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    Create A Flowerless Garden with Ornamental Foliage Plants

    By Rita Randolph

    photography by Rita Randolph

    Most gardeners think "flowers" when planning their designs, but unfortunately, blooms are fickle, and don't last that long. If a flowering plant goes into any stress due to lack of water, high temperatures, or lack of fertilizer or nutrients, the flowers are the first to go.

    By using more ornamental foliage plants, you will always have something beautiful to look at.

    There is a leaf color for virtually every chip in a color wheel. Whether you are designing a foundation planting, landscape beds, or containers, foliage color and texture is the perfect backdrop.

    Evergreen trees and shrubs are the backbone of any garden, and the green background sets off the foliage color of many other garden plants.

    Conifers come in so many enticing colors and textures that many people collect them and plant them all in a concentrated area much like a rock garden.

    Dwarf or slow-growing varieties are also well suited for container gardening, where a tall cylindrical shape is center focus and other short fuller ones are situated around the pot for interest and contrast.

    Breeders of blooming shrubs have come up with some very colorful foliage in cultivars of many of our old favorites. There are golden foliage and variegated varieties of buddleia, spirea, forsythia, and weigela, and burgundy, bronze, or other colors as well.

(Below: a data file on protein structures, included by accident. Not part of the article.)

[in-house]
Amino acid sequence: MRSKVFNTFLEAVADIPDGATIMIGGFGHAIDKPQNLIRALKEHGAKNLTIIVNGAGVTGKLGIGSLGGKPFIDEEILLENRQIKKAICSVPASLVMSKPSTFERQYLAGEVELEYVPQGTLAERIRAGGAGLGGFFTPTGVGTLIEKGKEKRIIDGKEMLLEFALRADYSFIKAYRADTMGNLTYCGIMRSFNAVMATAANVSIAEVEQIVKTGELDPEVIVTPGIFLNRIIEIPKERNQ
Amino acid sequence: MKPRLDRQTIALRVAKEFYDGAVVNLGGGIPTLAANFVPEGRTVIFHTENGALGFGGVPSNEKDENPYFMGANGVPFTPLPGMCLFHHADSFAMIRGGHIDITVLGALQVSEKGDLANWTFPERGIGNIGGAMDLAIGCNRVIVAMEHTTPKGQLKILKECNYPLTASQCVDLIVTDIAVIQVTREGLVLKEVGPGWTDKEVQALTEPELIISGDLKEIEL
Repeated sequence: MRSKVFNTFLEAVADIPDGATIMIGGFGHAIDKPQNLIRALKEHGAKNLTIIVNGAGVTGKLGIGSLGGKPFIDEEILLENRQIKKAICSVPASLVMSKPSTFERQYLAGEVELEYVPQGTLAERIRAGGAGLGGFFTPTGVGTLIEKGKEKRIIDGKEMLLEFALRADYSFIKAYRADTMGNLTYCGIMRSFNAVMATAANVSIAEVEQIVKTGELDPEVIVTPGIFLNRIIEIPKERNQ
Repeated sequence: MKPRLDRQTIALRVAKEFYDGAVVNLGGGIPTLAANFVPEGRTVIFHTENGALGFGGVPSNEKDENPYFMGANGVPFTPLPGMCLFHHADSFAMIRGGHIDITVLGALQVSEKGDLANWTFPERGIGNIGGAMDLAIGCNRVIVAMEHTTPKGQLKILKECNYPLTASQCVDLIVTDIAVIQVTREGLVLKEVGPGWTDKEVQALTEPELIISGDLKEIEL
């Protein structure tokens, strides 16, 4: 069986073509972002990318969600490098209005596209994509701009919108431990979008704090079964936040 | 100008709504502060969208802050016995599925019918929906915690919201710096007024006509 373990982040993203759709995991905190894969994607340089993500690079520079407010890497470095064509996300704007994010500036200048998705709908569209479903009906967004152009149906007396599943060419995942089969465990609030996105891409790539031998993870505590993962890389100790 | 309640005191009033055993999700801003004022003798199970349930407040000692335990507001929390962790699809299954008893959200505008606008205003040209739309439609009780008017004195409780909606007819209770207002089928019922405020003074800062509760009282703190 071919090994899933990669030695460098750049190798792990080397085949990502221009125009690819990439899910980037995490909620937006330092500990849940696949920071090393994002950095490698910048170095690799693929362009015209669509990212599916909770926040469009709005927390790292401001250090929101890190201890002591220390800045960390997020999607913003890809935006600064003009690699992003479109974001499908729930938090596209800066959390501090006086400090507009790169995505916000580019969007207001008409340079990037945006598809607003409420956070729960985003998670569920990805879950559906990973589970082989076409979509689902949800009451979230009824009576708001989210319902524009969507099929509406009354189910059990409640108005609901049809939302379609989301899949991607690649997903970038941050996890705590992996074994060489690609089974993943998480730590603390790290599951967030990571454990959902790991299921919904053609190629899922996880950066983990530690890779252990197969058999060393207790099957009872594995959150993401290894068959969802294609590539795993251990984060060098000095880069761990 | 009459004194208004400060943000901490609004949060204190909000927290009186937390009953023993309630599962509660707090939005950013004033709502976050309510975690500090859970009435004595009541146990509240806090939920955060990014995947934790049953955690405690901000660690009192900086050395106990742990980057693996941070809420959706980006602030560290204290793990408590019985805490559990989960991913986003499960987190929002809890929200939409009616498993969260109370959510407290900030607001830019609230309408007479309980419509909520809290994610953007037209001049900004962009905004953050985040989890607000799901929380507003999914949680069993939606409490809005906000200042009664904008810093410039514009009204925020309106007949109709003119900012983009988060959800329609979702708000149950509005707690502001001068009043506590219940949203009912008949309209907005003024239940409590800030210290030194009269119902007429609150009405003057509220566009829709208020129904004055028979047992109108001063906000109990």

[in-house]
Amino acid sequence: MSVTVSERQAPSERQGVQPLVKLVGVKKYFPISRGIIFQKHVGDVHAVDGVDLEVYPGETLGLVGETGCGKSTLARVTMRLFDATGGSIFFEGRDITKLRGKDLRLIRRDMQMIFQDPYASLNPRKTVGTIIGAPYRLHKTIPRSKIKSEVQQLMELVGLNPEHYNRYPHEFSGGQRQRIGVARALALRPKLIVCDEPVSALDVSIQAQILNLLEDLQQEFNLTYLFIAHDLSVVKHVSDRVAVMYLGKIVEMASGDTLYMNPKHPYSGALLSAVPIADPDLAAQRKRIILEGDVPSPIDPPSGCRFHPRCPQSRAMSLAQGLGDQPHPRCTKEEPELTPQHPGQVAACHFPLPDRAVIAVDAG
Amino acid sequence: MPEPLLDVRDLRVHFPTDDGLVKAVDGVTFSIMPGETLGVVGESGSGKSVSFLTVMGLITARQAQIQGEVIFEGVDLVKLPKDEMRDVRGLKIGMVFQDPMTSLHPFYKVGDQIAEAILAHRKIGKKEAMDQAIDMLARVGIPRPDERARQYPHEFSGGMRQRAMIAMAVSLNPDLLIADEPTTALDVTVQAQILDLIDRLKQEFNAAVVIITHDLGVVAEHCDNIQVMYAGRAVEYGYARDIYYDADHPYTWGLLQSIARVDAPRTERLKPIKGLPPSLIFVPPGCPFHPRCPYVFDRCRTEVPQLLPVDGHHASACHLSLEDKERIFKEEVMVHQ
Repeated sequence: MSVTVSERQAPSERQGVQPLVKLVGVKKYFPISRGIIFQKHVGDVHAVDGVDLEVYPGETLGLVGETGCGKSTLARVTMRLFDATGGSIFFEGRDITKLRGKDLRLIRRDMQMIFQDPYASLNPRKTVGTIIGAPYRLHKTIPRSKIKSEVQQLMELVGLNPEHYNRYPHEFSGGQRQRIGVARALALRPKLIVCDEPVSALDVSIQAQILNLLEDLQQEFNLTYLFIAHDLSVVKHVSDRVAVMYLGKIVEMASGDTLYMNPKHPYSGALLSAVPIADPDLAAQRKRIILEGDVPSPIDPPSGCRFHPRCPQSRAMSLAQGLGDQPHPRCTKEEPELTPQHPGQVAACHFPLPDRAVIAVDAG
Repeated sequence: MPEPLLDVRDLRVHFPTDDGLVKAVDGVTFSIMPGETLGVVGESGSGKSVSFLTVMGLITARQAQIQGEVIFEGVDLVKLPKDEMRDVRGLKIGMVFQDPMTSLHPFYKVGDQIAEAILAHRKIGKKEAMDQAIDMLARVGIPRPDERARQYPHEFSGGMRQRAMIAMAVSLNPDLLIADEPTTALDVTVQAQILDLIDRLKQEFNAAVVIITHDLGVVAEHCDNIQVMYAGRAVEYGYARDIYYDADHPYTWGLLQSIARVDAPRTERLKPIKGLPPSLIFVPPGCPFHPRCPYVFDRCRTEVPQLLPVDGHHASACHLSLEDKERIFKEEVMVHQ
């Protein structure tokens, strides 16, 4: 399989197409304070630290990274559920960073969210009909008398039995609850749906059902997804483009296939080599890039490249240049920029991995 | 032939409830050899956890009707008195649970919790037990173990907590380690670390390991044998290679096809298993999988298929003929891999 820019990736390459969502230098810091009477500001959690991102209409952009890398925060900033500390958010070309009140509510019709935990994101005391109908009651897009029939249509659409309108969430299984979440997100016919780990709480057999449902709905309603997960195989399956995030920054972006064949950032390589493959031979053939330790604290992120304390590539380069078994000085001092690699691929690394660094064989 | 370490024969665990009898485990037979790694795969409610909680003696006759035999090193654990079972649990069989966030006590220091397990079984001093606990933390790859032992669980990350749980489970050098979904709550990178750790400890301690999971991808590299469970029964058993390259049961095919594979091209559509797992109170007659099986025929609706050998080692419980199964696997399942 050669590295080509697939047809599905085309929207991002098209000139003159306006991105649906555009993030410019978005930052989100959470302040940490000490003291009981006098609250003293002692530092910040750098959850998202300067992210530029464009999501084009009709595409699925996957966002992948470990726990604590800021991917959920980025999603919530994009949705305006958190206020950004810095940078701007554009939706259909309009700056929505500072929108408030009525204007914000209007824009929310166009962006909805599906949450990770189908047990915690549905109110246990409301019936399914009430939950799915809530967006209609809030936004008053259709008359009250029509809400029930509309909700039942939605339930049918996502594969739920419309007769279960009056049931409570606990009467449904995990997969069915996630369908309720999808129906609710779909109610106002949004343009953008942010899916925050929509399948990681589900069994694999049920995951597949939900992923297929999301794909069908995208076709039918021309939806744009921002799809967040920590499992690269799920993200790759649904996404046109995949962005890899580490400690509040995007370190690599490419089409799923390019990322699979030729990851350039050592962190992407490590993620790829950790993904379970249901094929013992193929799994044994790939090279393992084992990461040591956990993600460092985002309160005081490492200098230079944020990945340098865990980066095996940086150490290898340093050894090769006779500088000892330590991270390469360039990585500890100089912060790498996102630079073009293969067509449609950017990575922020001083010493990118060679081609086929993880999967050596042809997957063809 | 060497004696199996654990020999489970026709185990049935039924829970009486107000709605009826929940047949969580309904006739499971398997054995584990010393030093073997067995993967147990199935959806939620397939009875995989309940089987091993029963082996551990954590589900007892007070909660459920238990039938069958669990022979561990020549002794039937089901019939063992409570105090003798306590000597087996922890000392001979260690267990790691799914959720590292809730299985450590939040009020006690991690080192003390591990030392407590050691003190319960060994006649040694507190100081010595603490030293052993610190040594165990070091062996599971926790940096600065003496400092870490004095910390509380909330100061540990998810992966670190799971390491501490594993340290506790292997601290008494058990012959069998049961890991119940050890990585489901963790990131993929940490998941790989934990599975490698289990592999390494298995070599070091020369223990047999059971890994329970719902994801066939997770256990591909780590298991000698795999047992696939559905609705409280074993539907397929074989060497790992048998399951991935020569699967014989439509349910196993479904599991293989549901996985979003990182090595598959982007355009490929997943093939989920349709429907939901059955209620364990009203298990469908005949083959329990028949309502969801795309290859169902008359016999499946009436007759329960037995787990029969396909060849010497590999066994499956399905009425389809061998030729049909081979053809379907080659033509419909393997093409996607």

Perennial plants such as heuchera, bergenia, and many hardy ferns look great year round. I also combine them in weather-resistant containers where I can enjoy them all year, adding conifers or seasonal annuals.

    A great textural addition is the many dwarf ornamental grasses and grass-like plants. Sedges such as the Carex family are extremely beautiful, soft to the touch, and add a strong linear form.

    Annuals and lots of tropical foliage plants are now grown side-by-side in flowerbeds and containers, keeping the mix colorful and exciting.

    By adding the interesting foliage of small grasses and shrubs, there is an endless number of foliage combinations to try.

    Rita's winning combinations

    When designing combinations, I start with a few easy rules.

    • Foliage first. If the foliage of a plant or group of plants is interesting and pleasing to the eye, then flowers are a bonus.
    • Always break up large foliage with fine-textured foliage. Too many large leaves altogether look chunky, like puzzle pieces that don't quite fit. Mixing in fine foliage of grasses, ferns, or any small-leafed plant will help blend those large leaves into a pleasing form that moves your eye around the arrangement.
    • The rule of three. Select a tall "thriller" plant, medium "filler" size, and a shorter or cascading "spiller" plant. Mix up the heights of groups of plants carefully, so that there is movement, but nothing overpowering in one area unless you are creating a focal point.
    • Play around without following the rules. Creativity has its rewards!